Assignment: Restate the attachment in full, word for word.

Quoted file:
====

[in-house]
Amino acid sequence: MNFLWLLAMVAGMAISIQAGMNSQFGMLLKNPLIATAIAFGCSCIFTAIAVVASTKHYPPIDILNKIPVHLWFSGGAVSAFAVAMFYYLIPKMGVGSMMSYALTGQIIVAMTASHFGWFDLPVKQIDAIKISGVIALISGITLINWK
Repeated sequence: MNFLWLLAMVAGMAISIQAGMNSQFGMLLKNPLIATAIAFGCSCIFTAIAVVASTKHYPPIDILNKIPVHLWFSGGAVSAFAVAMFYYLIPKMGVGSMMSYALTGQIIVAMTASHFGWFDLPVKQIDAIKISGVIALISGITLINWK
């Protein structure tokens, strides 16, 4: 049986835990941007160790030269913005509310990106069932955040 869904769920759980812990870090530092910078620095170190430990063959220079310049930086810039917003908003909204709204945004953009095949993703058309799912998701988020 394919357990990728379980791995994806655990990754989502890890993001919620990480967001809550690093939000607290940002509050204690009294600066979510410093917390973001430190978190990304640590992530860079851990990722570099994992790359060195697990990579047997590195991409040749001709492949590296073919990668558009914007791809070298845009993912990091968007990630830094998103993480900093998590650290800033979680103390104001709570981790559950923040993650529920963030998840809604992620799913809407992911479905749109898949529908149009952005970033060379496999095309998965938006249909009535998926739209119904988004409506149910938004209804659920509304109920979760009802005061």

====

[in-house]
Amino acid sequence: MNFLWLLAMVAGMAISIQAGMNSQFGMLLKNPLIATAIAFGCSCIFTAIAVVASTKHYPPIDILNKIPVHLWFSGGAVSAFAVAMFYYLIPKMGVGSMMSYALTGQIIVAMTASHFGWFDLPVKQIDAIKISGVIALISGITLINWK
Repeated sequence: MNFLWLLAMVAGMAISIQAGMNSQFGMLLKNPLIATAIAFGCSCIFTAIAVVASTKHYPPIDILNKIPVHLWFSGGAVSAFAVAMFYYLIPKMGVGSMMSYALTGQIIVAMTASHFGWFDLPVKQIDAIKISGVIALISGITLINWK
């Protein structure tokens, strides 16, 4: 049986835990941007160790030269913005509310990106069932955040 869904769920759980812990870090530092910078620095170190430990063959220079310049930086810039917003908003909204709204945004953009095949993703058309799912998701988020 394919357990990728379980791995994806655990990754989502890890993001919620990480967001809550690093939000607290940002509050204690009294600066979510410093917390973001430190978190990304640590992530860079851990990722570099994992790359060195697990990579047997590195991409040749001709492949590296073919990668558009914007791809070298845009993912990091968007990630830094998103993480900093998590650290800033979680103390104001709570981790559950923040993650529920963030998840809604992620799913809407992911479905749109898949529908149009952005970033060379496999095309998965938006249909009535998926739209119904988004409506149910938004209804659920509304109920979760009802005061």